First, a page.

The embodiment shown in FIG. 1a has brackets 110 disposed on the two posts 108 nearest the 90 degree bend in arms 106. According to other embodiments, to accommodate molds of different configurations, brackets 110 are disposed on only one of these posts or on any combination of two or more posts 108. Also, greater or fewer number of posts than the four shown in FIG. 1a may be used to accommodate different configurations of molds.

FIG. 1b shows an exploded view of handle 100. Rods 108 fit through holes in one side of brackets 110. Coil springs 116 fit over rods 108 and rest against the surface of brackets 110. Retaining rings 114 fit over rods 108 above the springs 116 and engage with notches 115 that extend around the circumference of the rods 108. The distance between the notch 115 where the ring 114 is engaged and surface of leg 107 is selected so that the spring 116 is compressed between the retaining ring 114 and the surface of bracket 110. Force exerted by the compressed spring 116 presses the bracket 110 toward the surface of the leg 107. Pegs 118 are disposed in holes in legs 107 near rods 108.

Pegs 118 are positioned to engage with one of a plurality of holes 120 on brackets 110. The force of spring 116 presses bracket 110 toward surface of leg 107, keeping peg 118 engaged with a selected one of the holes 120. This engagement locks bracket 110 into a selected angular orientation about rod 108. To change the angular orientation of a bracket, the bracket 110 is rotated about the rod 108 so that the edge of hole 120 rides up the side of peg 118, compressing spring 116 and disengaging hole 120 from peg 118. A sloped surface (not shown) at the edge of holes 120 or on peg 118 may be provided to facilitate disengagement of the peg and hole. When bracket 110 is rotated so that another hole 120 is aligned with peg 118, peg 118 engages with that other hole 120 and spring 116 presses the newly selected hole over peg 118. Instead of pegs 118, convex protrusions may be provided on the surface of legs 107 to engage with brackets 110. Also, instead of holes 120 on brackets 107, concavities such as dimples may be provided on the surface of brackets 107 facing leg 107 to engage with pegs 118 or convex protrusions on legs 107. Such concavities and/or convex protrusions can be created by stamping. Also, instead of coil springs 116 shown in FIG. 1b, spring washers may be provided between rings 114 and brackets 110.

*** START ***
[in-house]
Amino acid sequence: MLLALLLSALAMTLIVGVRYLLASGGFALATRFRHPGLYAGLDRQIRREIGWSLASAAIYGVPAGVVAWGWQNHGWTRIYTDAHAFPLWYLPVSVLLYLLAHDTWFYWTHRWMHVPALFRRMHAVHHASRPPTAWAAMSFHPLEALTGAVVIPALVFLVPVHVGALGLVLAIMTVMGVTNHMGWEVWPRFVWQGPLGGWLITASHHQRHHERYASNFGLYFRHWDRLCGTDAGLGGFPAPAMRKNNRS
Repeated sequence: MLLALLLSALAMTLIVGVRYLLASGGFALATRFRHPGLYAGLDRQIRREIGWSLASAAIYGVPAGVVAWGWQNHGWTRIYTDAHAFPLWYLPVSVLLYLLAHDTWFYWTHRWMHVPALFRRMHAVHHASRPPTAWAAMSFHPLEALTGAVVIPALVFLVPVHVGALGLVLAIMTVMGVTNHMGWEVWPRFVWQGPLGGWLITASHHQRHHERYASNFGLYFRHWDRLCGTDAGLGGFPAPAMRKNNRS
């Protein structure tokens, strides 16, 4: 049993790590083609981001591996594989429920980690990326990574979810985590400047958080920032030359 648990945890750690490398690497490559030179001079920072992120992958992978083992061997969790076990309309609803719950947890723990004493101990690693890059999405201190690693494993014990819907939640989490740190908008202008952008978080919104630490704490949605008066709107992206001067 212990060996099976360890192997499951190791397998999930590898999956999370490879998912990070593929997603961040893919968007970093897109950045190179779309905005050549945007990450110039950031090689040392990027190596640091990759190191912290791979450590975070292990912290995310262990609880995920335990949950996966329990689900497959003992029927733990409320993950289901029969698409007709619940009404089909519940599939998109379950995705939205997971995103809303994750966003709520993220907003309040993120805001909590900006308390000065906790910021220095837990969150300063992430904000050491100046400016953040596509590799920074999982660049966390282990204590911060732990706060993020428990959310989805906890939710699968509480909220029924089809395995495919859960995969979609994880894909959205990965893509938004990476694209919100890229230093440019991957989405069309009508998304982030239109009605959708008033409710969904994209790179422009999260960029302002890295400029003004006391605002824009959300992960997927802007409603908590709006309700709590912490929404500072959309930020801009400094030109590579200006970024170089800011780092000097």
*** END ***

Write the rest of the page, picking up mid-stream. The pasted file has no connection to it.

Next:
FIG. 1c shows bracket 110 in an orientation where thumb bolt 112 is perpendicular with leg 107. In this configuration, handle 100 is adapted to connect with a mold that separated along a vertical plane like the one shown in FIGS. 2a-4, as will be described below. According to one embodiment, when brackets 110 are rotated so that thumb bolts 112 are parallel with legs 107 and engaged, as shown in the phantom image of FIG. 1c, the handle 100 is adapted to connect with a mold that separates along a horizontal plane, like the one shown in FIGS. 5a-c, as will be described below.